the act of using the credit card, by itself, carries two implied representations: (1) that the debtor has the intent to repay the credit card debt; and (2) that the debtor has the ability to repay the debt . . . [t]hus, the debtor who is without ability to pay at the time a credit card purchase is made or a cash advance is obtained and knows he does not have the ability or is reckless about whether he has the ability, has made the required false representations and has the required intent to deceive the creditor.

Branch, 158 B.R. at 477. [Emphasis added].(11)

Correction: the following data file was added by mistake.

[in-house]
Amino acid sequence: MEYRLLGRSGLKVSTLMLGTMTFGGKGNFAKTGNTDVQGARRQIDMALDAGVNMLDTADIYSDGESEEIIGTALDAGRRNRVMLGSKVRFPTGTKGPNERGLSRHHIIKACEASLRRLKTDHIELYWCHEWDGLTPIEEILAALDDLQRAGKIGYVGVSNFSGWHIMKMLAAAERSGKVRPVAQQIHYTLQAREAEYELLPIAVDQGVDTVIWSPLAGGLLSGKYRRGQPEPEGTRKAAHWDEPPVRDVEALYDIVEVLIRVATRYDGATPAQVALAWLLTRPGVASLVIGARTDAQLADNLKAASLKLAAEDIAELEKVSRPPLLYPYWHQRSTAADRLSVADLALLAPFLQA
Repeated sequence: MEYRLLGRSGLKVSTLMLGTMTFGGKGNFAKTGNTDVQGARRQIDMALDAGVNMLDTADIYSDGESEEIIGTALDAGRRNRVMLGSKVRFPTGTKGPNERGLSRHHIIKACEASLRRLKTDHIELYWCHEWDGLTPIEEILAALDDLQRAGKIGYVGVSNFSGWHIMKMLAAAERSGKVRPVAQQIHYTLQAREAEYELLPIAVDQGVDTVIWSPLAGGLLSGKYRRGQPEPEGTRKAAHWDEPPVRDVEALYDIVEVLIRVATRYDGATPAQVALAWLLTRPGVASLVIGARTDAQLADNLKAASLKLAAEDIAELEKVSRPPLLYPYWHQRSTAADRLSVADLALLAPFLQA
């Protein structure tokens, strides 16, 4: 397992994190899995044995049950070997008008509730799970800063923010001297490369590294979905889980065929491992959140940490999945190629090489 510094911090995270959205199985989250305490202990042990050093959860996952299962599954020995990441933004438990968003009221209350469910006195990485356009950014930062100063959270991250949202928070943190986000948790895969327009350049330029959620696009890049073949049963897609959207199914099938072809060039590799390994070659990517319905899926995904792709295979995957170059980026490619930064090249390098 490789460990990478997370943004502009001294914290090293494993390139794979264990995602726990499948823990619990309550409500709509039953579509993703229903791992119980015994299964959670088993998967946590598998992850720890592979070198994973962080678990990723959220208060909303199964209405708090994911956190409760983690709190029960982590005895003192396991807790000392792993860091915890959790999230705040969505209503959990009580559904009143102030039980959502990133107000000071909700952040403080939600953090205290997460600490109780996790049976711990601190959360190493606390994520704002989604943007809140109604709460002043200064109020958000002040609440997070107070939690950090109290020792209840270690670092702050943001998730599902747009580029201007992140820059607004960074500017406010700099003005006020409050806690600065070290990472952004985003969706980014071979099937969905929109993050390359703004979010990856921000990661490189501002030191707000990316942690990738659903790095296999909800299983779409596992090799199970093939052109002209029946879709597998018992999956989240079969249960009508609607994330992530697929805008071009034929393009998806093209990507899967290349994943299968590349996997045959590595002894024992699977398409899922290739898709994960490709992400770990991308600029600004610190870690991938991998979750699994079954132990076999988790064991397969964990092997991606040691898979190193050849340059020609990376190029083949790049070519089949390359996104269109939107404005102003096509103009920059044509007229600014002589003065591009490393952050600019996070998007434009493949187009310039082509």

Another view, the so-called "assumption of the risk" approach, is based upon the decision in First Nat'l Bank of Mobile v. Roddenberry, 701 F.2d 927 (11th Cir. 1983). This theory presupposes that credit card transactions inherently possess an element of risk -- namely, that the cardholder will exceed the card's credit limit. Given that the issuer voluntarily assumes this risk, there is no basis to deny discharge of those debts incurred before the issuer notifies the cardholder that it is revoking the cardholder's right to use the card. Id. at 932. Charges made thereafter constitute debts created by "false pretenses or false representations" because such purchases amount to an "affirmative representation that one is entitled to possess and use the card." Id.; see also In re Eashai, 167 B.R. 181, 184 (9th Cir. BAP 1994).(12)